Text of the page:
Reflection for Technical Shirt:

Whilst sewing, I noticed that my muslin shirt began to pucker often during the sewing of hems and seams that were circular in shape. For instance, the armhole, the end of the shirt, the cuffs; etc. Many times when ironing, the irons at the New School would leak so much from wear and tear that it would seep through, and ultimately damage my piece by hardening into an almost canvas texture. Due to this I would often have to re-cut the piece I was working on- whether that be a sleeve or a collar, etc- mostly anything that held shape. To my own embarrassment I was not aware of the difference between the markings on a draft for tucks vs. darts. This probably would have saved me time and frustration if I would have been present for all of the class that day. I noticed that my collar came across as sturdy, however; my shirt was far more lightweight than the collar and collar stand itself- I wonder if I had omitted my double sided fusible and switched it out for a one-sided interfacing this would’ve reduced the issue? I noticed that my pocket turned out smaller than I had originally planned for as well. Nevertheless- the shirt still came to be what appeared to be a shirt at its most basic. However, I find that when working with muslin samples- it is all a learning process anyways. Thankfully, it was. Yet; I still wish I knew how to prevent the puckering in seams that ask for rounded turns.

Reflection for Creative Shirt:

I planned vigorously for this project only to watch it change just as vigorously due to a series of unfortunate events. Three of these were beyond my control: We had a snow day that shut down the only other day I was allowed to come to the laser lab during spring break- (hence my second appointment was cancelled), I had a psychotic suite-mate encounter where the girl poured steamed milk all over my midterm pattern making of this project (time, questioning, bickering, and lots of cleaning taking away well…TIME!), and third on Easter Sunday, Parsons studios were packed and closed early, and to make it even worse I just remembered when I wanted to use 2 West 13th Street for studio space- I was informed of an electrical fire. All of these things definitely imposed some level of chaos. Anyhow, each time I used the laser cutters for my denim textile manipulation; my pattern of erotic imagery at first; fell to a gazillion tiny pieces I had to clean up, so then I did several experiments working with the size, only to find the same problem. From then on, I decided to drastically upscale the size of my pattern, and found a new problem- now my pattern had become massive holes that would not sustain any stability or modesty for a decent garment unless, I layered- (not to mention all the fraying this was having). Lastly I tried to engrave the fabric, and was shocked that it failed to pass decent visibility, and ended up rasterizing- which cinched my threads beneath, disintegrated my fabric- and then I was kicked out and asked to come back… which of course; never happened sadly. Here I was with around three yards of my original five yards of denim I paid ninety dollars for…wasted. What I ended up doing was using my fusible and carving out the shapes I had made in my giant pattern on the laser bed and fused them onto the back of the vest I ended up creating due to lack of material and time. I wanted to repeat the same on the front, but the rest of my fabric that mimicked the large cut outs were fraying at a considerable level by this time. Instead, I went ahead and used the shapes that were cut out, and decided to simply appliqué them on- (since this was all I had to work with which was still salvageable). If I were to redo this project I think it would be wise to create several experiments before buying the first fabric that appeals to me. I would have probably gone for a sturdier material as a result.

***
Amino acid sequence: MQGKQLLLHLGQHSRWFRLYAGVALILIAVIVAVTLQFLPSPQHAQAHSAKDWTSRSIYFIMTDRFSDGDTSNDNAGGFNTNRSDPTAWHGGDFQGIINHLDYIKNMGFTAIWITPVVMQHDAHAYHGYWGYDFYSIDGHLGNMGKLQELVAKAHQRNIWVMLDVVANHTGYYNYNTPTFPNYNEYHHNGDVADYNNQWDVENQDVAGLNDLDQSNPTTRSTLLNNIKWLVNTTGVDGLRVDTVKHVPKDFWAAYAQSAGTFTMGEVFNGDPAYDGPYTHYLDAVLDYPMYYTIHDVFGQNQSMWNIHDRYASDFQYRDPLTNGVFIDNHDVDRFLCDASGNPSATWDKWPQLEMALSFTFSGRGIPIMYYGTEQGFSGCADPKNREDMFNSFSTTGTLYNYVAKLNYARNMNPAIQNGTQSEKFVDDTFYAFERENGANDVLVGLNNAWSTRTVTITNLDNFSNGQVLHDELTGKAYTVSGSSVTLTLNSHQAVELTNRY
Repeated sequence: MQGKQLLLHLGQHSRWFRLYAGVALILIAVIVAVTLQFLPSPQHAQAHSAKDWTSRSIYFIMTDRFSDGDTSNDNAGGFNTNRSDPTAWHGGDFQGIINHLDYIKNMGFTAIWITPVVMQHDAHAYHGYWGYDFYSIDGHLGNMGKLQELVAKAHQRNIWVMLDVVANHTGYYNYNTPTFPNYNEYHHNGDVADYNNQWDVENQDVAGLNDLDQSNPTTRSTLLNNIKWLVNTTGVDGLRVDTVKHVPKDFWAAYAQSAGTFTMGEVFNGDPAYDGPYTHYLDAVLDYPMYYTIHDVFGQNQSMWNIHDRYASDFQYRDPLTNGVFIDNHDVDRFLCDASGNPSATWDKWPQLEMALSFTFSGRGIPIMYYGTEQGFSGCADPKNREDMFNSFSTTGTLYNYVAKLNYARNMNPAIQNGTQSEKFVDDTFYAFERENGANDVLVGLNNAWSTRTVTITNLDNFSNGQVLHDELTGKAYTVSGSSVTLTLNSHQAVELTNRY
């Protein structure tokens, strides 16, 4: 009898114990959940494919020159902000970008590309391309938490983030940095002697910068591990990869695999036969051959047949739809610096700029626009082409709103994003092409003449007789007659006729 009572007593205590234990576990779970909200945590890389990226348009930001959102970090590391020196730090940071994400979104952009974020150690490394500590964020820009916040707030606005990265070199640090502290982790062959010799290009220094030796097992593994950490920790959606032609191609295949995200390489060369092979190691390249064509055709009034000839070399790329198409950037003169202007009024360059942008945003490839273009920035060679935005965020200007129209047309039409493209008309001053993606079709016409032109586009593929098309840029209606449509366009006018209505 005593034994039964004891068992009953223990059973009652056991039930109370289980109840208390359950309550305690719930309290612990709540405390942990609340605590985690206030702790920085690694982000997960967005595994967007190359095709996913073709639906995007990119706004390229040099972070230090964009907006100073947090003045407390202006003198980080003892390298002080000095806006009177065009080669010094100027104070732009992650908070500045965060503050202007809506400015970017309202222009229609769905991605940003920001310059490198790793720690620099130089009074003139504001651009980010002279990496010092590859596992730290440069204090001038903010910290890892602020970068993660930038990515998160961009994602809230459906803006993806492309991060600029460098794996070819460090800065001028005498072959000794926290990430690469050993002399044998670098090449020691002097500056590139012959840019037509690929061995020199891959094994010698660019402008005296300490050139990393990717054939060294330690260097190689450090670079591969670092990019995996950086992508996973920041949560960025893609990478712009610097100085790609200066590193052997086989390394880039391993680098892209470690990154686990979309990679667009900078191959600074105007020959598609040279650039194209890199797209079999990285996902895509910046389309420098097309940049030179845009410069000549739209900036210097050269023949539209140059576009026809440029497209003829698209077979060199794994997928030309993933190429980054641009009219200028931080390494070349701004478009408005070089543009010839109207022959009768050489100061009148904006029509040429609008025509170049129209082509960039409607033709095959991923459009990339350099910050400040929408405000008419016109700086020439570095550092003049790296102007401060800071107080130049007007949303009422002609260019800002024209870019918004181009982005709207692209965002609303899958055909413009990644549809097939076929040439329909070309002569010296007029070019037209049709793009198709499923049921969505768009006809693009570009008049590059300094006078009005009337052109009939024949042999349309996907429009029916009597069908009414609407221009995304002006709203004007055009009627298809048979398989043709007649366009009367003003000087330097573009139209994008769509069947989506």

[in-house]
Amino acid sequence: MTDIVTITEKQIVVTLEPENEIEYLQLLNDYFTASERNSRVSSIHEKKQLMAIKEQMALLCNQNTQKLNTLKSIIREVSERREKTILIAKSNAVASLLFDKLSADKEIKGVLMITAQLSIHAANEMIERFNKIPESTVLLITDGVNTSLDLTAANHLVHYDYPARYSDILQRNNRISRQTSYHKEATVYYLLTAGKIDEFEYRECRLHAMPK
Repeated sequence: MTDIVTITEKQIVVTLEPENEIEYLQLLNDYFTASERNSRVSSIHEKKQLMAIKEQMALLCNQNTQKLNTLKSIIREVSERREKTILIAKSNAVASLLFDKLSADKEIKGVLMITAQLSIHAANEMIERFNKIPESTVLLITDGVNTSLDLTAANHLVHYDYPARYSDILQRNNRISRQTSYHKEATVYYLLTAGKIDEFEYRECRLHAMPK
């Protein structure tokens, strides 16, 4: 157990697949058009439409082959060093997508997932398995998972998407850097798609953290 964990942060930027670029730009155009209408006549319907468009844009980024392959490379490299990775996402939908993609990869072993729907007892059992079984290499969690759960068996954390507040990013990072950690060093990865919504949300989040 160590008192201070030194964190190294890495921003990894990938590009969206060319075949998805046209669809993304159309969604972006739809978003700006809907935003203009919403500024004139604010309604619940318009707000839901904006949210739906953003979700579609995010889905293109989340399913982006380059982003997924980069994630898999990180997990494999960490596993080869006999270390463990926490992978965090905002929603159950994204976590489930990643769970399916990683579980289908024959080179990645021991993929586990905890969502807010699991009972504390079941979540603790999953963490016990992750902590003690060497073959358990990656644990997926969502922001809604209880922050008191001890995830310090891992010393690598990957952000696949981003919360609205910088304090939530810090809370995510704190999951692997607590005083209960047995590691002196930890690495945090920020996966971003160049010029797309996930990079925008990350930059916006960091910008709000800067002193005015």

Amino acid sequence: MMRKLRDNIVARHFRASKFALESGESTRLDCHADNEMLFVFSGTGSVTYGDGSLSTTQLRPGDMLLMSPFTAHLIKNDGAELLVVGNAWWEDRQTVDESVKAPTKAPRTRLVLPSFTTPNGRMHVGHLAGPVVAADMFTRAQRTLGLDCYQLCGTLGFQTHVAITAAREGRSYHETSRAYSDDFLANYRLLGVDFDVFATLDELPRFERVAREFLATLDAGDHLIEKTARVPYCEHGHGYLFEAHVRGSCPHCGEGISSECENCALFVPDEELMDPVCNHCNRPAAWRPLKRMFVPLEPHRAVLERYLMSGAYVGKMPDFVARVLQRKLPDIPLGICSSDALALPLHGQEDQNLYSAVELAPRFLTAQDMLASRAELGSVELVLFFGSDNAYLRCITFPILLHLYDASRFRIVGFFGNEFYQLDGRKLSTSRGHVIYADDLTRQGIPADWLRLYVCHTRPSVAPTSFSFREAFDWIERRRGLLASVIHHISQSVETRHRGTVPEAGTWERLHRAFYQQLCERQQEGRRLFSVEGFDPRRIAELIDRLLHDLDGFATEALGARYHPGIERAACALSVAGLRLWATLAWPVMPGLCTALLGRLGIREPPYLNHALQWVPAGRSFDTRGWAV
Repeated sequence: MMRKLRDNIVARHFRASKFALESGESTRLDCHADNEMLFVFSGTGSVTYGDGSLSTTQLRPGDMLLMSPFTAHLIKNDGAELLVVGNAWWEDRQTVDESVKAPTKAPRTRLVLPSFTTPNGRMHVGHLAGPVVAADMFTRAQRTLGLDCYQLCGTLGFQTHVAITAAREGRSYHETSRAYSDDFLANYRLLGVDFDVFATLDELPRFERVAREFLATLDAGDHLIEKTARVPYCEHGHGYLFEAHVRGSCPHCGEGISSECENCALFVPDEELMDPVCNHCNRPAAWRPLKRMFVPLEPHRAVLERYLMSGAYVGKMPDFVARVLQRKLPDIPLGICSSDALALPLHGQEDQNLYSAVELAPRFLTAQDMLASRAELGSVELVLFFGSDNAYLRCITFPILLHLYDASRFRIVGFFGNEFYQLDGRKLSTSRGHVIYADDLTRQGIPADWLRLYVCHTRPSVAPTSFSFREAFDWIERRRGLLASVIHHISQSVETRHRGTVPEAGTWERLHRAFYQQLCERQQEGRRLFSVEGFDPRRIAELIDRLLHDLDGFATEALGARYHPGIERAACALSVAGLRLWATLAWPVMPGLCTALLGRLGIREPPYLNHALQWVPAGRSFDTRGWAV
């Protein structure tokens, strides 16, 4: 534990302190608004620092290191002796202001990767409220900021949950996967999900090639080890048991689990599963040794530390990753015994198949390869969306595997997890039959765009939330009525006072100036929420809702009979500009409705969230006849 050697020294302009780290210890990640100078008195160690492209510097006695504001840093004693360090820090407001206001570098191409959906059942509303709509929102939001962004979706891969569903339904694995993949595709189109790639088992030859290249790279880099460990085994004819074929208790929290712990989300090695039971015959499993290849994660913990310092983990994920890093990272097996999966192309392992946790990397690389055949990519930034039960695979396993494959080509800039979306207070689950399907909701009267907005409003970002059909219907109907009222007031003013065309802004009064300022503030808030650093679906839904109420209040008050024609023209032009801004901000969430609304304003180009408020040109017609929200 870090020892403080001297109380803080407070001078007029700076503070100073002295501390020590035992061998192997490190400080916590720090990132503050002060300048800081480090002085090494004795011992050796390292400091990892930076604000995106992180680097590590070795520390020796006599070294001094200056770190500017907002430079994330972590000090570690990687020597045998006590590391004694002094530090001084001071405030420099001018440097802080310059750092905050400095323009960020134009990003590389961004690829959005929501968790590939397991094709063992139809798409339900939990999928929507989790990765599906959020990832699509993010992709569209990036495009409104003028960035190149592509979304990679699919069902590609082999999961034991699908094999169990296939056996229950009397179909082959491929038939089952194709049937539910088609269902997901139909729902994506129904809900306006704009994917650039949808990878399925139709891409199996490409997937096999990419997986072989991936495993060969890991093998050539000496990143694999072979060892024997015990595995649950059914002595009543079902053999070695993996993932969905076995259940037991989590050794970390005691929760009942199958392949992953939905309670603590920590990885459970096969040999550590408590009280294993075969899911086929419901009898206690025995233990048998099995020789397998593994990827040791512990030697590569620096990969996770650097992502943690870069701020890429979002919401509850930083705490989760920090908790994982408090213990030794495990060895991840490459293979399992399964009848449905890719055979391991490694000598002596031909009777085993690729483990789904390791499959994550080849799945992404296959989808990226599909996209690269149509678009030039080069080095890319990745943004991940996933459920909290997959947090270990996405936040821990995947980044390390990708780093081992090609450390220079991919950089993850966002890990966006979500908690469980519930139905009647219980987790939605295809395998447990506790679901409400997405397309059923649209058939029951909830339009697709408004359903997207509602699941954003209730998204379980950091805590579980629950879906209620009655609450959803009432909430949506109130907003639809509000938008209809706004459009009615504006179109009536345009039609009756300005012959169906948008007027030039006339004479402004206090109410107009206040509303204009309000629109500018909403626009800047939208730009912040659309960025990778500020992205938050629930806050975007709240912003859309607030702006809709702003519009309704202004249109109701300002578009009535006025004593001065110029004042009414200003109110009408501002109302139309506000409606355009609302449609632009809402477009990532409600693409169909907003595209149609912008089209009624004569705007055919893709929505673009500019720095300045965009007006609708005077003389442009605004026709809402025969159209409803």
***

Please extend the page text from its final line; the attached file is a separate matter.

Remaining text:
Hello, My name is Megan Taylor, I am a returning student here at Parsons; my major is Fashion Design with a peaking interest in environmentalism and animal welfare; I hope to transform the industry someday...slowly but surely. My wish is to combine luxury and aesthetic appeal with the consciousness of how and where it is made along with the idea of what to do with it after use. I have been following my need to create and share with the world art and fashion since the tender age of eleven years old.